Governor Brown Signs Student Fees Legislation into Law

Lozano Smith Client News Brief
October 2012
Number 58

After vetoing student fees legislation in October 2011, Governor Brown has signed AB 1575 into law. This new law specifically sets out in the Education Code governing principles and prohibitions regarding the imposition of fees, charges or deposits in California K-12 public schools, including charter schools. AB 1575 becomes law following increased statewide scrutiny in the past several years over the charging of student fees in light of the "free school guarantee" in the California Constitution. (Cal. Const., art. IX, § 5.) The passage and signing of AB 1575 will also end student fees litigation against the State, California Department of Education (CDE), State Superintendent of Public Instruction, and State Board of Education (SBE), which has been pending in the Los Angeles County Superior Court since the fall of 2010. (See CNB082012, CNB542011, CNB062010.)

Effective January 1, 2013, AB 1575 will add Education Code sections 49010, 49011, 49012 and 49013, as well as amend Government Code section 905. Section 49010 establishes a statutory framework governing the scope and nature of the free school guarantee in California's K-12 public schools, principles largely derived from the California Supreme Court's decision in Hartzell v. Connell (1984) 35 Cal.3d 899. Section 49010 defines "educational activity," for which no pupil fees may be charged. This section also defines a "pupil fee" as any fee, deposit or other charge that a pupil or a pupil's parent or guardian are required to pay in violation of new Education Code section 49011 and article IX, section 5 of the California Constitution. Those laws require K-12 public schools to offer educational activities to students and their families free of charge, and under such laws a "fee waiver" or "scholarship" program cannot cure unlawful pupil fees. Within this broader definition, section 49010, subdivision (b)(1)-(3), specifies that a "pupil fee" includes:
  • A fee charged to a pupil as a condition for registering for school or classes, or as a condition for participation in a class or an extracurricular activity, regardless of whether the class or activity is elective or compulsory, or is for credit;

  • A security deposit, or other payment, that a pupil is required to make to obtain a lock, locker, book, class apparatus, musical instrument, uniform, or other materials or equipment; and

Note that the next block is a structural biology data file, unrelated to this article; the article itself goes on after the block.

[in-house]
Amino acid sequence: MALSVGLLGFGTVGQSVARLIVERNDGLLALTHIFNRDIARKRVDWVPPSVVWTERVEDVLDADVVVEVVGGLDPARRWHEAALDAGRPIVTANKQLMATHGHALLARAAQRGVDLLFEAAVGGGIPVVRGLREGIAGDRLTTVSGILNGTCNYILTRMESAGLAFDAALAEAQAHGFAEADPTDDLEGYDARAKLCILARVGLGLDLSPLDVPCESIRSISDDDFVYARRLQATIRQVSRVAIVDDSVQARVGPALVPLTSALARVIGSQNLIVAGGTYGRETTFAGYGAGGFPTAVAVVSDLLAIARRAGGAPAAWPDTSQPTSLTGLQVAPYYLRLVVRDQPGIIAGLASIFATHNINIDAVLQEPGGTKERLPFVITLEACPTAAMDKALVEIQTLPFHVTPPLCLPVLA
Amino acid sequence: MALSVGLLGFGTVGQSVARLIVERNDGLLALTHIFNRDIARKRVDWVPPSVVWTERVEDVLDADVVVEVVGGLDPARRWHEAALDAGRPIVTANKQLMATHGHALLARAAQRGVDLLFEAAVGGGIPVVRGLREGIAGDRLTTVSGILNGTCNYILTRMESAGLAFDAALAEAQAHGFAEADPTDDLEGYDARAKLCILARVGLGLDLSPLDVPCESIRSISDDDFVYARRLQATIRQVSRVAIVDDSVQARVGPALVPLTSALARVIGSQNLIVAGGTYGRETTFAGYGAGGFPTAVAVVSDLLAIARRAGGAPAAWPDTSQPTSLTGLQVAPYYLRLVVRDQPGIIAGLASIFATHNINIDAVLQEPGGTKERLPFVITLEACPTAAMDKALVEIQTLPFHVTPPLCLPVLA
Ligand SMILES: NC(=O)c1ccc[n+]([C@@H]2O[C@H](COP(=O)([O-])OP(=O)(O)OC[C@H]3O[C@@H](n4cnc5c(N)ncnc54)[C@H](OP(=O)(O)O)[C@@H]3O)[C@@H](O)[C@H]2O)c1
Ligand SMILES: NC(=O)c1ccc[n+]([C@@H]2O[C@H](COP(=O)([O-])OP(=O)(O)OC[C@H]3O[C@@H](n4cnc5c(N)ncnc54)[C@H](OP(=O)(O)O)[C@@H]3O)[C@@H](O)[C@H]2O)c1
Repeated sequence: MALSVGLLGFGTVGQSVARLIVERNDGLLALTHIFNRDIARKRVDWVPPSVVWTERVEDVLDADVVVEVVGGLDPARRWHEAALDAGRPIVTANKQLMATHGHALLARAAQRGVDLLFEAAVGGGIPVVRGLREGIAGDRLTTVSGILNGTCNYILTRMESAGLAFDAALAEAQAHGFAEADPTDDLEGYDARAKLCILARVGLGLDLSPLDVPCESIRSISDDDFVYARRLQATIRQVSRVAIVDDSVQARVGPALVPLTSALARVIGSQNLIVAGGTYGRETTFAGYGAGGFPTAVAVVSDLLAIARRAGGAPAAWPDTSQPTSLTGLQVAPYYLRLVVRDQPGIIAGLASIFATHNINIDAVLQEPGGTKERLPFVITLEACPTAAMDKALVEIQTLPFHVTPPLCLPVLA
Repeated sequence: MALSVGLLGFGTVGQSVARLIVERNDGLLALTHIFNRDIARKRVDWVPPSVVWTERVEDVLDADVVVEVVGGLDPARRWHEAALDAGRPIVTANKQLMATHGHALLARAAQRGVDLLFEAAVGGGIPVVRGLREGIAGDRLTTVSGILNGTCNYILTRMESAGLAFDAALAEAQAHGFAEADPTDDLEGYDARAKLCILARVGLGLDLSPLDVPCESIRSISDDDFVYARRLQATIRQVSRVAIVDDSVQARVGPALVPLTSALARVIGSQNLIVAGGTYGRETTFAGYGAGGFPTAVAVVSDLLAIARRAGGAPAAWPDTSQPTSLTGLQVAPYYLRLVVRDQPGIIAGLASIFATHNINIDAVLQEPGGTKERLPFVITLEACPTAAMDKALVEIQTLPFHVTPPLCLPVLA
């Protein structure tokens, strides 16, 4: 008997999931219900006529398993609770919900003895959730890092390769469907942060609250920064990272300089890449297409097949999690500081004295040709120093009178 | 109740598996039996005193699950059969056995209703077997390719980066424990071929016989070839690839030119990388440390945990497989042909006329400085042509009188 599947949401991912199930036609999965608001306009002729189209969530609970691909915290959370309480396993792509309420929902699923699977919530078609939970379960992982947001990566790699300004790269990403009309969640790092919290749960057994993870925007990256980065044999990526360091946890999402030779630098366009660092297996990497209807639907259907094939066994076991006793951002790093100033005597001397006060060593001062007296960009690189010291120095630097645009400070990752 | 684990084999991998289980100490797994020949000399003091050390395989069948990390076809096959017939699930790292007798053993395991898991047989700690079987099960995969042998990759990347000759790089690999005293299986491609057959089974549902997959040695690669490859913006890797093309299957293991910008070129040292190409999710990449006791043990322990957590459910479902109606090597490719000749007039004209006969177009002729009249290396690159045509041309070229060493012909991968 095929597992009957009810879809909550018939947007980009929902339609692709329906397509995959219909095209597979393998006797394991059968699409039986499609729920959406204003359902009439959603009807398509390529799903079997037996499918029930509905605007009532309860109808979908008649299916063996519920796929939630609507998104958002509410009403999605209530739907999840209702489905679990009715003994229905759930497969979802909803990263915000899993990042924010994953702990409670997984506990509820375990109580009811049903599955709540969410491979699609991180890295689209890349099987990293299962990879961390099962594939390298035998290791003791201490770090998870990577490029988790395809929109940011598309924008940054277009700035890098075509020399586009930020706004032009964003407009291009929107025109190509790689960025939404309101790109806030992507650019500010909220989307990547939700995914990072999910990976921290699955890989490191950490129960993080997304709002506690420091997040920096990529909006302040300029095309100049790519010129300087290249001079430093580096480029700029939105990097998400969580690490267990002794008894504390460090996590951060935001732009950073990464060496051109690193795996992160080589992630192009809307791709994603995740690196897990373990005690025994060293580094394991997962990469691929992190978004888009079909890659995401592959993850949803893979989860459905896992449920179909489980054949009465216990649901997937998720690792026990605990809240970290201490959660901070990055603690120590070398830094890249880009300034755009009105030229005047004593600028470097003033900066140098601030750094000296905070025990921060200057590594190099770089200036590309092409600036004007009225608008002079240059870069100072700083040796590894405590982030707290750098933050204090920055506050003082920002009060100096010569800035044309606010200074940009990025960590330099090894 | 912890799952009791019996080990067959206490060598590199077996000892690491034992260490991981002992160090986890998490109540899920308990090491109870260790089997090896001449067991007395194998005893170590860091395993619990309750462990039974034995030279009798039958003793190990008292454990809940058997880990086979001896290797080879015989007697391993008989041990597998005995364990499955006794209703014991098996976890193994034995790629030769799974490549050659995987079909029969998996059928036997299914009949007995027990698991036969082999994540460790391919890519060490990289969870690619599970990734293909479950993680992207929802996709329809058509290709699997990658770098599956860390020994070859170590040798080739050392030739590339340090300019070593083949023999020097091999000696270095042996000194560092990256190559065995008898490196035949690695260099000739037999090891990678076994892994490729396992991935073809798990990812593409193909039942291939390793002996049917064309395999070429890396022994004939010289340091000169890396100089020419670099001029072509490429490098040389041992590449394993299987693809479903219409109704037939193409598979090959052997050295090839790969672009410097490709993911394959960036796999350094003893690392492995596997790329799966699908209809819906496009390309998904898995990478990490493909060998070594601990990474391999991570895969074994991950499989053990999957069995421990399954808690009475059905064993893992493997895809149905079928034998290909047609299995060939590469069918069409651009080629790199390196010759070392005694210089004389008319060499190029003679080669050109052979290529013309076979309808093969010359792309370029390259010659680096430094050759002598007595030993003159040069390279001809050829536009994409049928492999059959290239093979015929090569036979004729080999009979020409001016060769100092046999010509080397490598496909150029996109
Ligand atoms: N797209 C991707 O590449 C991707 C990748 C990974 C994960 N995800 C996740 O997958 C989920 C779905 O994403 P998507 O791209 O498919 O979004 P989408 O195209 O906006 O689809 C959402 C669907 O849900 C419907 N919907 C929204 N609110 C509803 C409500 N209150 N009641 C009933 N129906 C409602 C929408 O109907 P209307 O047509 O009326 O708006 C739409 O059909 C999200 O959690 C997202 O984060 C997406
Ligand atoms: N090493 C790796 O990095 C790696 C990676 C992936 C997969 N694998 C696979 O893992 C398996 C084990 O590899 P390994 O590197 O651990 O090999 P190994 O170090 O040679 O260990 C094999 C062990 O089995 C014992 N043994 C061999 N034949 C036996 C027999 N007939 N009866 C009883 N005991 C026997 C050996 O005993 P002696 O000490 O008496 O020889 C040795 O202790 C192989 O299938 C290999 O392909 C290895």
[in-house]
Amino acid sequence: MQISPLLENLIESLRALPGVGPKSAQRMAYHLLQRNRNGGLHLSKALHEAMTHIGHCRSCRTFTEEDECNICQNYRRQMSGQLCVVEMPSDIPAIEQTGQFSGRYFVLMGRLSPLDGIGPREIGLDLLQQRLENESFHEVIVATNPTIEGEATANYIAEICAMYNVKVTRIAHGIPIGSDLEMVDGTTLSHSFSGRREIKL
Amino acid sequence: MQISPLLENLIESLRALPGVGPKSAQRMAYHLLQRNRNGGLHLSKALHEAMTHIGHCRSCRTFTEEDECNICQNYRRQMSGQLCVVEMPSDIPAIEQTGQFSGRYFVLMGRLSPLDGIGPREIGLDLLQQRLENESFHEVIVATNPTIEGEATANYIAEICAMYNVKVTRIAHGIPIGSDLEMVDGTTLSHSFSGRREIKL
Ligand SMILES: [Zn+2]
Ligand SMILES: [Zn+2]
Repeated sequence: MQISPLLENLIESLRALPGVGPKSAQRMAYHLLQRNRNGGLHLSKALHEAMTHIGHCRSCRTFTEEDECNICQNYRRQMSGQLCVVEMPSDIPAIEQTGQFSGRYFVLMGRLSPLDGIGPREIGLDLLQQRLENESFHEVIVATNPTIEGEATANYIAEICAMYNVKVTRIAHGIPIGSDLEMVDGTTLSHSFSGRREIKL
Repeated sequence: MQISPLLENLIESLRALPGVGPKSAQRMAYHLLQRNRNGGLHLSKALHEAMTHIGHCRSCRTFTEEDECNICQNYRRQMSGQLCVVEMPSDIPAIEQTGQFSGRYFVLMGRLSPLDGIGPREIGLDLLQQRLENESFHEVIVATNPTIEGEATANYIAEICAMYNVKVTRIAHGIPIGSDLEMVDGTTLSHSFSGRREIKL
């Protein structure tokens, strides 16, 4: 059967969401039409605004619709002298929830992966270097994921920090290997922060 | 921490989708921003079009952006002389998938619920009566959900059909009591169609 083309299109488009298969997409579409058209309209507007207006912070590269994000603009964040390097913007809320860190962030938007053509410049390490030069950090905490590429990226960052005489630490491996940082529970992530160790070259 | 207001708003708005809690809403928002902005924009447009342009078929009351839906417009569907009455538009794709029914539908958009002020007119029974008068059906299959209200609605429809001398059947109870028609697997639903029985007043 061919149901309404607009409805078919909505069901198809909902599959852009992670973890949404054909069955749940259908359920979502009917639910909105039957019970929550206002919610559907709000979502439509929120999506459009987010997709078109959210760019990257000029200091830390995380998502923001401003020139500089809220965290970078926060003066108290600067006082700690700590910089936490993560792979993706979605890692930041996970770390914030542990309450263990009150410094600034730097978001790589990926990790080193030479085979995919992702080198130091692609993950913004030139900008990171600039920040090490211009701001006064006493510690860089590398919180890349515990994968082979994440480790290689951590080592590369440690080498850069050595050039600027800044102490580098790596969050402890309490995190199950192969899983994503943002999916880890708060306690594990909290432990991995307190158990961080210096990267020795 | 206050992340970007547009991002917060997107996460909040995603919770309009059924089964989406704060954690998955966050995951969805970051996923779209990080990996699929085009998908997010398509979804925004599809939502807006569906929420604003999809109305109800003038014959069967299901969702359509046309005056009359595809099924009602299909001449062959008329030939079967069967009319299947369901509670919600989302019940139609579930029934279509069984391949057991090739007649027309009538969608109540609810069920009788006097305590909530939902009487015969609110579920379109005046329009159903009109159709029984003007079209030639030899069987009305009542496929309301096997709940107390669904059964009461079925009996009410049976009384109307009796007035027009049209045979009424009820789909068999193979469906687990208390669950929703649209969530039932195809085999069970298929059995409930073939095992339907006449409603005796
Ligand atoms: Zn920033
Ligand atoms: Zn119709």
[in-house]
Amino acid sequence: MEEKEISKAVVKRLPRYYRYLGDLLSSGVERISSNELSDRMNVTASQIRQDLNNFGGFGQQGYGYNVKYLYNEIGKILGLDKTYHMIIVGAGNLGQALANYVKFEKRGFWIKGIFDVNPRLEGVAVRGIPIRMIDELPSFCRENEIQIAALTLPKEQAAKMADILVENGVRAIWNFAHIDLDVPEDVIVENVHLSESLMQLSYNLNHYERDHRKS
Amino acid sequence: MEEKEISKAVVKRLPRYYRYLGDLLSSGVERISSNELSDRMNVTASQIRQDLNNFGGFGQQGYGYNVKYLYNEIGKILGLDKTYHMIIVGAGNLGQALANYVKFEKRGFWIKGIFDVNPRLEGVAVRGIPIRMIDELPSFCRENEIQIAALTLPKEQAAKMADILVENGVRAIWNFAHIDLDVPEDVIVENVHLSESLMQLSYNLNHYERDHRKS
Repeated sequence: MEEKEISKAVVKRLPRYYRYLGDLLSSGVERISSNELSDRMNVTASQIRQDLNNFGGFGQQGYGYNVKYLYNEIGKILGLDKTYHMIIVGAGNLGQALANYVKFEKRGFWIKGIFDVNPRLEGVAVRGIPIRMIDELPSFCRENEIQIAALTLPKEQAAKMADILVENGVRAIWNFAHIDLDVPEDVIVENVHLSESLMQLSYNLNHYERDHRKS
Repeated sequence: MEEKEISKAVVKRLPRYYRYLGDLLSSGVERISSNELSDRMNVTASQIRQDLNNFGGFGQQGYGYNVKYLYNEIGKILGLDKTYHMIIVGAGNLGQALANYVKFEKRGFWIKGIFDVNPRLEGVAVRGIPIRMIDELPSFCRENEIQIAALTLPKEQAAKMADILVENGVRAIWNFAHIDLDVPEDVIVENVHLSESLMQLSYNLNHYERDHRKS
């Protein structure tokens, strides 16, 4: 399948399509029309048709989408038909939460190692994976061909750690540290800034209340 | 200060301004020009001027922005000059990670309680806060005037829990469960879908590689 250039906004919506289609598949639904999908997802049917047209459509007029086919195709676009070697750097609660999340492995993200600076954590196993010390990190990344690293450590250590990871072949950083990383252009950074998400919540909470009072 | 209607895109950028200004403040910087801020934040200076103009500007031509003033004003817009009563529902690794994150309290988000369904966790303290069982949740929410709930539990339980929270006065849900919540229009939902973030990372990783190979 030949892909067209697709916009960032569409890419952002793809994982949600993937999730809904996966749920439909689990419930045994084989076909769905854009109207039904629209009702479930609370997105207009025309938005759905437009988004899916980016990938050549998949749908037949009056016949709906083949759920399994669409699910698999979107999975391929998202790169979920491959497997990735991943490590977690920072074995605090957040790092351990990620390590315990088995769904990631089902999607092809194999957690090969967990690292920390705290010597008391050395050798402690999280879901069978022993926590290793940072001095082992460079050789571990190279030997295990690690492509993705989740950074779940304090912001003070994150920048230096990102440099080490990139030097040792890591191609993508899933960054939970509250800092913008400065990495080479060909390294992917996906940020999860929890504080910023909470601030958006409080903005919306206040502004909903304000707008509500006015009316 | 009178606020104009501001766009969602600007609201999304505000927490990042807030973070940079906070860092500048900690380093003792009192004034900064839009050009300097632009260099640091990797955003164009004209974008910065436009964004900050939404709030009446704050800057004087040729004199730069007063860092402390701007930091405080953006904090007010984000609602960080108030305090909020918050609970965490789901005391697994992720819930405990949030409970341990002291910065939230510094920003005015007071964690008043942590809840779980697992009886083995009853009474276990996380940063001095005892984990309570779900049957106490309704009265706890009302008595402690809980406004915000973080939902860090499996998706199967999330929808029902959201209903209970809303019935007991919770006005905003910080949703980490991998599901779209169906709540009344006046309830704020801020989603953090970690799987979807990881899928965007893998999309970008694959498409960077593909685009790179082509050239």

• A purchase that a pupil is required to make to obtain materials, supplies, equipment, or uniforms associated with an educational activity.

New Education Code section 49011, subdivision (a), sets forth the express prohibition on pupil fees imposed in relation to participation in an educational activity. Section 49011, subdivision (b)(1)-(4), specifies that under this prohibition, all of the following parameters apply:

  • All supplies, materials, and equipment needed to participate in educational activities shall be provided to pupils free of charge;

  • A fee waiver policy shall not make a pupil fee permissible;

  • School districts and schools shall not establish a two-tier educational system by requiring a minimal educational standard and also offering a second, higher educational standard that pupils may only obtain through payment of a fee or purchase of additional supplies that the school district or school does not provide; and

  • A school district or school shall not offer course credit or privileges related to educational activities in exchange for money or donations of goods or services from a pupil or a pupil's parents or guardians, and a school district or school shall not remove course credit or privileges related to educational activities, or otherwise discriminate against a pupil, because the pupil or the pupil's parents or guardians did not or will not provide money or donations of goods or services to the school district or school.
  • Significantly, section 49011, subdivision (c), reaffirms existing law under which schools' solicitation of voluntary donations and voluntarily participation in fundraising activities by pupils or their parents or guardians is not prohibited. This provision also specified that offering prizes to pupils for recognition of their fundraising efforts is not unlawful.